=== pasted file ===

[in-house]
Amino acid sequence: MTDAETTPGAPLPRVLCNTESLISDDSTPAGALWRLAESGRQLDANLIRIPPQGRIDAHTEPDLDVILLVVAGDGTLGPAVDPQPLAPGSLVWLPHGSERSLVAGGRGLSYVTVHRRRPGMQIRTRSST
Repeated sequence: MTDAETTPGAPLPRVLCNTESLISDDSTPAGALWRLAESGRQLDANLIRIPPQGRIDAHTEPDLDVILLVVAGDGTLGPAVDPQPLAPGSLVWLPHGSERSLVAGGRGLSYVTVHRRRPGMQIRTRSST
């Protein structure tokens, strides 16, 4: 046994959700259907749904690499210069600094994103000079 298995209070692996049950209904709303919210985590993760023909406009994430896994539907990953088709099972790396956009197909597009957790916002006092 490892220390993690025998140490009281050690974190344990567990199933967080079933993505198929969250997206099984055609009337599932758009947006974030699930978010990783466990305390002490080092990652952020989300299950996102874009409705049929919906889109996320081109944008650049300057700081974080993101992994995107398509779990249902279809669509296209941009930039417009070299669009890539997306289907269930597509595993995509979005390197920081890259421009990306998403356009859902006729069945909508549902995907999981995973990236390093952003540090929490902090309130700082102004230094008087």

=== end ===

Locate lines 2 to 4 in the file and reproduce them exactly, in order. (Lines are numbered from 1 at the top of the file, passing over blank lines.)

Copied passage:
Amino acid sequence: MTDAETTPGAPLPRVLCNTESLISDDSTPAGALWRLAESGRQLDANLIRIPPQGRIDAHTEPDLDVILLVVAGDGTLGPAVDPQPLAPGSLVWLPHGSERSLVAGGRGLSYVTVHRRRPGMQIRTRSST
Repeated sequence: MTDAETTPGAPLPRVLCNTESLISDDSTPAGALWRLAESGRQLDANLIRIPPQGRIDAHTEPDLDVILLVVAGDGTLGPAVDPQPLAPGSLVWLPHGSERSLVAGGRGLSYVTVHRRRPGMQIRTRSST
């Protein structure tokens, strides 16, 4: 046994959700259907749904690499210069600094994103000079 298995209070692996049950209904709303919210985590993760023909406009994430896994539907990953088709099972790396956009197909597009957790916002006092 490892220390993690025998140490009281050690974190344990567990199933967080079933993505198929969250997206099984055609009337599932758009947006974030699930978010990783466990305390002490080092990652952020989300299950996102874009409705049929919906889109996320081109944008650049300057700081974080993101992994995107398509779990249902279809669509296209941009930039417009070299669009890539997306289907269930597509595993995509979005390197920081890259421009990306998403356009859902006729069945909508549902995907999981995973990236390093952003540090929490902090309130700082102004230094008087």